Type 1 diabetes essentially is triggered by an autoimmune disorder, where T-cells attack and destroy the beta cells of the pancreas. As the number of beta cells decreases, so does insulin production. Type 1 diabetes usually occurs at an early age, and mostly in otherwise healthy children. Globally, every year, some 80,000 children develop Type 1 diabetes, but the prevalence varies greatly from region to region. The reason for this is poorly understood, just like there’s no scientific conclusion yet on the underlying triggers of Type 1 diabetes.
Genetics appear to play a role, though. Existing cases within a family make it 3-8% more likely that a child will develop Type 1 diabetes. On top of genetic predisposition, there could be environmental triggers, as is suggested by the high occurrence of Type 1 diabetes in certain regions of Europe. Most likely these are triggers related to dietary habits and gut bacteria, but research on this question has yet to yield convincing evidence. It’s also possible that certain pesticides, medications, and industrial chemicals destroy pancreatic beta cells.
While the causes of Type 1 diabetes are still a bit of a medical mystery, the picture is much clearer for Type 2 diabetes which, as mentioned, accounts for 90% of global diabetes cases. Type 2 diabetes is caused by a combination of unhealthy lifestyle habits and genetic factors.
Diabetes involves dozens of genes and specific gene mutations, with each of those increasing or decreasing a person’s chances of developing Type 2 diabetes. There is, therefore, a hereditary component, and you are at a higher risk if someone in your family has diabetes. Genetic causes alone very rarely lead to the development of Type 2 diabetes in an otherwise healthy individual.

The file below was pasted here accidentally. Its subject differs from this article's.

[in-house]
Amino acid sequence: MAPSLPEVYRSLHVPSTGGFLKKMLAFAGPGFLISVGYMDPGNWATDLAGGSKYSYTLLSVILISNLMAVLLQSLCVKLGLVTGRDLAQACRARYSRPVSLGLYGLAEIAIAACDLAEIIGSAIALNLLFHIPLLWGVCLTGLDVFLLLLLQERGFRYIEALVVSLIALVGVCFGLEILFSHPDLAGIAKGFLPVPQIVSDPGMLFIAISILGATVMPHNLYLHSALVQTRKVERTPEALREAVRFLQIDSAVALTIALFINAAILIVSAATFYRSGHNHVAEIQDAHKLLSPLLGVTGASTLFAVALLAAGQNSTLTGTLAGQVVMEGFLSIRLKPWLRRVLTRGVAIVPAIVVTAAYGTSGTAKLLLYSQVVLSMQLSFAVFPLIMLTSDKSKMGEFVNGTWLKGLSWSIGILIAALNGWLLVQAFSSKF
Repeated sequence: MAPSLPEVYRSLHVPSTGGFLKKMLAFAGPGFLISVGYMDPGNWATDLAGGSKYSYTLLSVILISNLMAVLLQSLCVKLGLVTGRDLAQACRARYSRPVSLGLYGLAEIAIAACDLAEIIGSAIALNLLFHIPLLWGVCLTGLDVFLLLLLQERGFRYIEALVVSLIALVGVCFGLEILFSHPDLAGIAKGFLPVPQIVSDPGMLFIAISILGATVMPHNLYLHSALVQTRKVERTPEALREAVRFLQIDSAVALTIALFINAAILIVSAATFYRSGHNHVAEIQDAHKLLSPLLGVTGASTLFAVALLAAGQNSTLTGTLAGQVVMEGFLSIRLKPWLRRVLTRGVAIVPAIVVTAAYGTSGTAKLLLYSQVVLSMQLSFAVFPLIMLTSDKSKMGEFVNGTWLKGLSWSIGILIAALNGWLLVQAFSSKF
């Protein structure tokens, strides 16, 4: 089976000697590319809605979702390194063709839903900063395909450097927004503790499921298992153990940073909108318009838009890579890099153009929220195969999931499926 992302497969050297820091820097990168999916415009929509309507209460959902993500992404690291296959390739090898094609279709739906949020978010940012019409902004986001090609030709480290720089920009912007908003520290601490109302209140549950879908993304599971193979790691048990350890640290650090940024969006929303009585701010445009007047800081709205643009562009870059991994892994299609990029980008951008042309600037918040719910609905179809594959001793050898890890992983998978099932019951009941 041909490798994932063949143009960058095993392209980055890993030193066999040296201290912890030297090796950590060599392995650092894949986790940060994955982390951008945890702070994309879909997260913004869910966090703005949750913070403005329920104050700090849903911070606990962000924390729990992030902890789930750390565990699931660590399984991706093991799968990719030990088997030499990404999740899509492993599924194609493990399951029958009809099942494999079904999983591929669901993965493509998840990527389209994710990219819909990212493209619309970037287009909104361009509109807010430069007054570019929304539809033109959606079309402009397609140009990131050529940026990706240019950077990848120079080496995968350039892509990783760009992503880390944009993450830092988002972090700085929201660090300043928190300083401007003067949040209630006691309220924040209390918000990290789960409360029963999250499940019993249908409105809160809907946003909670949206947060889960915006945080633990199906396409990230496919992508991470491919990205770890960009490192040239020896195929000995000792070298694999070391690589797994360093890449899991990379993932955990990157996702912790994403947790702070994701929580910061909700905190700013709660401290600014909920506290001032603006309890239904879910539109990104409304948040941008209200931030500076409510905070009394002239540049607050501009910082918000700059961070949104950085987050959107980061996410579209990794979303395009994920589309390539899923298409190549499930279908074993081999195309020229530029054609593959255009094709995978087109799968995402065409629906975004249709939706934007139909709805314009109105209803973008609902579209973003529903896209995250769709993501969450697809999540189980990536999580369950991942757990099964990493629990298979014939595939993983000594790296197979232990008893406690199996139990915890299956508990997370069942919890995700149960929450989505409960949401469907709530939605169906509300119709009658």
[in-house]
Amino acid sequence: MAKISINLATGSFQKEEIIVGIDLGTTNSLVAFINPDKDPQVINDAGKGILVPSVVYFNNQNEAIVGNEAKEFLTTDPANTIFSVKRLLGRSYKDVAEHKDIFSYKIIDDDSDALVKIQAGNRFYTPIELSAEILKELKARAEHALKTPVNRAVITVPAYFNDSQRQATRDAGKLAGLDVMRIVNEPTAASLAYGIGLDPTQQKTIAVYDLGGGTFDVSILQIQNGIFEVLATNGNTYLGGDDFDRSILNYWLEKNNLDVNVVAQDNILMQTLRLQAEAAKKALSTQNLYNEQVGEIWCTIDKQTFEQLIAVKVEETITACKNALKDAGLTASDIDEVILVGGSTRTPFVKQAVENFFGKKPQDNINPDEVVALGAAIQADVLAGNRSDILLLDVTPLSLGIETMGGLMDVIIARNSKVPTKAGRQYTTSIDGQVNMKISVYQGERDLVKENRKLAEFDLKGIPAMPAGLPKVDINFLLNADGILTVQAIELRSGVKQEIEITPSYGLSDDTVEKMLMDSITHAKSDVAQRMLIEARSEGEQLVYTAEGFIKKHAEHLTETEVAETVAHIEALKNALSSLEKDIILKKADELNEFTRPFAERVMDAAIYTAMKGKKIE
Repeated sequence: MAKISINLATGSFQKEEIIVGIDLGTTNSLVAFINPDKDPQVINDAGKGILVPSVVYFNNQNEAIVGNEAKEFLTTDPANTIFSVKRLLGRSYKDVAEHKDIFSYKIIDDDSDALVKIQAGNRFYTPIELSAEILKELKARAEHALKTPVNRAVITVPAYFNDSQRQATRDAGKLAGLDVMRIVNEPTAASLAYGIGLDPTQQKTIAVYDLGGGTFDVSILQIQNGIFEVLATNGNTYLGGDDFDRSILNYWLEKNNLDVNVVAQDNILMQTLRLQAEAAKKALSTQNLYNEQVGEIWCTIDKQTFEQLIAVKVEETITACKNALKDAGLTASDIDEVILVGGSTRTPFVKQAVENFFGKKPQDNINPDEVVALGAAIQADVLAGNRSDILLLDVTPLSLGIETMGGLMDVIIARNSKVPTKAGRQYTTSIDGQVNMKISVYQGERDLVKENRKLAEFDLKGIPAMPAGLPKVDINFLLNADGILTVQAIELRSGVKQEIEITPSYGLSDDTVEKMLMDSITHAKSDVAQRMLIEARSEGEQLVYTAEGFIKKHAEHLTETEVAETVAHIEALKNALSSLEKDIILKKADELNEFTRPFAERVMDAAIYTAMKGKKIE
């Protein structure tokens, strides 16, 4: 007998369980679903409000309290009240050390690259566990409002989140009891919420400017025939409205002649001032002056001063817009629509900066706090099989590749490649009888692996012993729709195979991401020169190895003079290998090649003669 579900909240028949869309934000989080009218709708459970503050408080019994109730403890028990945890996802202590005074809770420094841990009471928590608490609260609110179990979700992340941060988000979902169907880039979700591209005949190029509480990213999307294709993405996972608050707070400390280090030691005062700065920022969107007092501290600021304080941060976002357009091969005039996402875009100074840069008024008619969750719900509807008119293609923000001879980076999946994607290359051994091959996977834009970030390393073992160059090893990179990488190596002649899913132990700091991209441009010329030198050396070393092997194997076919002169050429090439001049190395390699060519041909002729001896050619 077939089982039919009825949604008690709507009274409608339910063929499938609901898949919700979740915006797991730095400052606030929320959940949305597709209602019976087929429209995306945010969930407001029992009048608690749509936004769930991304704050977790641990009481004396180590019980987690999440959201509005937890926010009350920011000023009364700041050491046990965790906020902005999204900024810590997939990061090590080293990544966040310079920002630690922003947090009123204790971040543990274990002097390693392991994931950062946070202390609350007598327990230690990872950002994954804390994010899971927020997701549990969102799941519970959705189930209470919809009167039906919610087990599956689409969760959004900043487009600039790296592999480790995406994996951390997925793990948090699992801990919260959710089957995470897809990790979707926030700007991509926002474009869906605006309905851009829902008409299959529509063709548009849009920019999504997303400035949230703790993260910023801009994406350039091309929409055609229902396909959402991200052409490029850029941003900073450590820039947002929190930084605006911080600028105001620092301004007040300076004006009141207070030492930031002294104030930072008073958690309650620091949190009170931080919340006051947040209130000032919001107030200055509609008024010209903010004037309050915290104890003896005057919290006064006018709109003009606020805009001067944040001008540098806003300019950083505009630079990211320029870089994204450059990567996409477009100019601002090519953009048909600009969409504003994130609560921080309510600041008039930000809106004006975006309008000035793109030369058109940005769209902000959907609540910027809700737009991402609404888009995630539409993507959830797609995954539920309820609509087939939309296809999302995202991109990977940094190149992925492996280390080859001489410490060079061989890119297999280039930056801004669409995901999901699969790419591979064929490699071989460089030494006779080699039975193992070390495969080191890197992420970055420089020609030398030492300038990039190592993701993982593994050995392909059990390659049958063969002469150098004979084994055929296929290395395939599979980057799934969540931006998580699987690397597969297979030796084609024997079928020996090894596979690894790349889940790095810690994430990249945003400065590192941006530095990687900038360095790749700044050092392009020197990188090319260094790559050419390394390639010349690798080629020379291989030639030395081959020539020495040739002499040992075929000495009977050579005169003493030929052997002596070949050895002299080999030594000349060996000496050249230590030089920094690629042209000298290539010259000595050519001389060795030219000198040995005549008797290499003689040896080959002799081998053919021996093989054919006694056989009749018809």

The most severe Type 2 diabetes risk factors are not genes but your lifestyle: lack of physical exercise, a high carb / high sugar diet, and the resulting excessive body weight (obesity). Other, secondary lifestyle factors that influence diabetes risk are smoking, lack of sleep and chronic stress.
Up to 80% of Type 2 diabetes cases are associated with excessive body fat. Chronic obesity is thought to increase insulin resistance and eventually trigger diabetes, as complex chemical processes in fat tissue change other cells’ ability to respond to insulin. In particular, fat tissue overlying the abdomen and waist is to blame for this. The link between obesity and Type 2 diabetes is clearly evident in the fact that since the 1960s child obesity and childhood-onset Type 2 diabetes has been growing at similar rates.
The problem lies not just in that we eat too much but also what we eat. The average American diet features excessive consumption of sugary, starchy food and sweetened soft drinks. All these things have a high glycemic index, which means the food is quickly broken down in the stomach and blood sugar levels rise quickly. White rice and white bread, for example, raise blood sugar levels much faster than unsweetened oats or carrots. Quickly surging blood sugar levels over time can impair insulin production and trigger diabetes.
If you are worried that you may have diabetes, a simple blood test can provide more clarity and show whether you are at risk. In fact, if you go to your doctor for regular yearly health checks, you will likely be screened for diabetes.